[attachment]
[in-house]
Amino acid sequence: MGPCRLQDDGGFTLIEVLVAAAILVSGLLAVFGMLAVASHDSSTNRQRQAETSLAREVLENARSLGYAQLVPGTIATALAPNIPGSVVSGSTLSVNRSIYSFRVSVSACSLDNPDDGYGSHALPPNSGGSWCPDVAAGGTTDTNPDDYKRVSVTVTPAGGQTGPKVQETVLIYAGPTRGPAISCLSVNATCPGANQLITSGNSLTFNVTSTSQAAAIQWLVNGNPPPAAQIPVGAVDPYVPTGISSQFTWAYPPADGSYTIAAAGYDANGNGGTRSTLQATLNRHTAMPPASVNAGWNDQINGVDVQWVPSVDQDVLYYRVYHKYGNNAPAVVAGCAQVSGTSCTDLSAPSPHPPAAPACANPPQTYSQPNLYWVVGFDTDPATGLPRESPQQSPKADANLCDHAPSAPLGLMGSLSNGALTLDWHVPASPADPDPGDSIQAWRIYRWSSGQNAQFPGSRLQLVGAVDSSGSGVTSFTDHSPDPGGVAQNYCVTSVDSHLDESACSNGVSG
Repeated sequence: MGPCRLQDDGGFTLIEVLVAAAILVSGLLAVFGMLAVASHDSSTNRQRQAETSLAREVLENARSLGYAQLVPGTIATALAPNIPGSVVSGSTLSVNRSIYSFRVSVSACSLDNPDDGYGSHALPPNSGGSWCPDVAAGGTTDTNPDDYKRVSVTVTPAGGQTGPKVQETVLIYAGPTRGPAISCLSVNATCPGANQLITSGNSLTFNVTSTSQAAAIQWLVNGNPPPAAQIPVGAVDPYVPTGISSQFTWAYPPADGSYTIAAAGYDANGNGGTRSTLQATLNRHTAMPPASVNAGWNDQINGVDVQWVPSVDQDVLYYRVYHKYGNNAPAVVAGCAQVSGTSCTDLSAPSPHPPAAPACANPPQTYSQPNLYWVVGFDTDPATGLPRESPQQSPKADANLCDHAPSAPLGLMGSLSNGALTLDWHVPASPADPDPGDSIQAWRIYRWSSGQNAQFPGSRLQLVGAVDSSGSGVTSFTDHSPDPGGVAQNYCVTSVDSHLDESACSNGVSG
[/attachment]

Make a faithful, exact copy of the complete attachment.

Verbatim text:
[in-house]
Amino acid sequence: MGPCRLQDDGGFTLIEVLVAAAILVSGLLAVFGMLAVASHDSSTNRQRQAETSLAREVLENARSLGYAQLVPGTIATALAPNIPGSVVSGSTLSVNRSIYSFRVSVSACSLDNPDDGYGSHALPPNSGGSWCPDVAAGGTTDTNPDDYKRVSVTVTPAGGQTGPKVQETVLIYAGPTRGPAISCLSVNATCPGANQLITSGNSLTFNVTSTSQAAAIQWLVNGNPPPAAQIPVGAVDPYVPTGISSQFTWAYPPADGSYTIAAAGYDANGNGGTRSTLQATLNRHTAMPPASVNAGWNDQINGVDVQWVPSVDQDVLYYRVYHKYGNNAPAVVAGCAQVSGTSCTDLSAPSPHPPAAPACANPPQTYSQPNLYWVVGFDTDPATGLPRESPQQSPKADANLCDHAPSAPLGLMGSLSNGALTLDWHVPASPADPDPGDSIQAWRIYRWSSGQNAQFPGSRLQLVGAVDSSGSGVTSFTDHSPDPGGVAQNYCVTSVDSHLDESACSNGVSG
Repeated sequence: MGPCRLQDDGGFTLIEVLVAAAILVSGLLAVFGMLAVASHDSSTNRQRQAETSLAREVLENARSLGYAQLVPGTIATALAPNIPGSVVSGSTLSVNRSIYSFRVSVSACSLDNPDDGYGSHALPPNSGGSWCPDVAAGGTTDTNPDDYKRVSVTVTPAGGQTGPKVQETVLIYAGPTRGPAISCLSVNATCPGANQLITSGNSLTFNVTSTSQAAAIQWLVNGNPPPAAQIPVGAVDPYVPTGISSQFTWAYPPADGSYTIAAAGYDANGNGGTRSTLQATLNRHTAMPPASVNAGWNDQINGVDVQWVPSVDQDVLYYRVYHKYGNNAPAVVAGCAQVSGTSCTDLSAPSPHPPAAPACANPPQTYSQPNLYWVVGFDTDPATGLPRESPQQSPKADANLCDHAPSAPLGLMGSLSNGALTLDWHVPASPADPDPGDSIQAWRIYRWSSGQNAQFPGSRLQLVGAVDSSGSGVTSFTDHSPDPGGVAQNYCVTSVDSHLDESACSNGVSG